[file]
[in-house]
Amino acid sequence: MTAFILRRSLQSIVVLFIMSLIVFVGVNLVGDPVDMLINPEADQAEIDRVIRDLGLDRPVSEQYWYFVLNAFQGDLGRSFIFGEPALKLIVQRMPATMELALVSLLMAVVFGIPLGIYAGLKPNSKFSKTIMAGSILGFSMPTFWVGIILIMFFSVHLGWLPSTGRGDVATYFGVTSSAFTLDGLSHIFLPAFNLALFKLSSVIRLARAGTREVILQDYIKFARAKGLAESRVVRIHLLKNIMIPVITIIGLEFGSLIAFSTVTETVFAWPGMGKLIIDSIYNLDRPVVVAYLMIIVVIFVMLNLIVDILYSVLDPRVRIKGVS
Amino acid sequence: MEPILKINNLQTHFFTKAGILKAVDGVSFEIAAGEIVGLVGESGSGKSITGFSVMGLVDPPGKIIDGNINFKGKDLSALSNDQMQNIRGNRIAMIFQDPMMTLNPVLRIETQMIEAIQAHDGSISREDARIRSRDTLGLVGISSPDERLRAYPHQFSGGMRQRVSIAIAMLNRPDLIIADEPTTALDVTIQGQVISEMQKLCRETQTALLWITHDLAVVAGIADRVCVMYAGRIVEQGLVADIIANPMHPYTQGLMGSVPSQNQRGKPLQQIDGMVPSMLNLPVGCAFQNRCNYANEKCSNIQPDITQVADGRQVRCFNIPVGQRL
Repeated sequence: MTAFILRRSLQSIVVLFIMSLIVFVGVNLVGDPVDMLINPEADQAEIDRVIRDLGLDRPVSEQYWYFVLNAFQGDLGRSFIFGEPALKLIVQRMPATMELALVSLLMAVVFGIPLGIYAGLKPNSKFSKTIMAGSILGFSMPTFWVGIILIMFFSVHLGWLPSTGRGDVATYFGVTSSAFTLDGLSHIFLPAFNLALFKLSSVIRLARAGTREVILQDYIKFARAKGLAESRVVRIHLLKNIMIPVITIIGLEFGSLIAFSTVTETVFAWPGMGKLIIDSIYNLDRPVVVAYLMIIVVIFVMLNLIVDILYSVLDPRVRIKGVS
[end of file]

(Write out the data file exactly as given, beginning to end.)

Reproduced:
[in-house]
Amino acid sequence: MTAFILRRSLQSIVVLFIMSLIVFVGVNLVGDPVDMLINPEADQAEIDRVIRDLGLDRPVSEQYWYFVLNAFQGDLGRSFIFGEPALKLIVQRMPATMELALVSLLMAVVFGIPLGIYAGLKPNSKFSKTIMAGSILGFSMPTFWVGIILIMFFSVHLGWLPSTGRGDVATYFGVTSSAFTLDGLSHIFLPAFNLALFKLSSVIRLARAGTREVILQDYIKFARAKGLAESRVVRIHLLKNIMIPVITIIGLEFGSLIAFSTVTETVFAWPGMGKLIIDSIYNLDRPVVVAYLMIIVVIFVMLNLIVDILYSVLDPRVRIKGVS
Amino acid sequence: MEPILKINNLQTHFFTKAGILKAVDGVSFEIAAGEIVGLVGESGSGKSITGFSVMGLVDPPGKIIDGNINFKGKDLSALSNDQMQNIRGNRIAMIFQDPMMTLNPVLRIETQMIEAIQAHDGSISREDARIRSRDTLGLVGISSPDERLRAYPHQFSGGMRQRVSIAIAMLNRPDLIIADEPTTALDVTIQGQVISEMQKLCRETQTALLWITHDLAVVAGIADRVCVMYAGRIVEQGLVADIIANPMHPYTQGLMGSVPSQNQRGKPLQQIDGMVPSMLNLPVGCAFQNRCNYANEKCSNIQPDITQVADGRQVRCFNIPVGQRL
Repeated sequence: MTAFILRRSLQSIVVLFIMSLIVFVGVNLVGDPVDMLINPEADQAEIDRVIRDLGLDRPVSEQYWYFVLNAFQGDLGRSFIFGEPALKLIVQRMPATMELALVSLLMAVVFGIPLGIYAGLKPNSKFSKTIMAGSILGFSMPTFWVGIILIMFFSVHLGWLPSTGRGDVATYFGVTSSAFTLDGLSHIFLPAFNLALFKLSSVIRLARAGTREVILQDYIKFARAKGLAESRVVRIHLLKNIMIPVITIIGLEFGSLIAFSTVTETVFAWPGMGKLIIDSIYNLDRPVVVAYLMIIVVIFVMLNLIVDILYSVLDPRVRIKGVS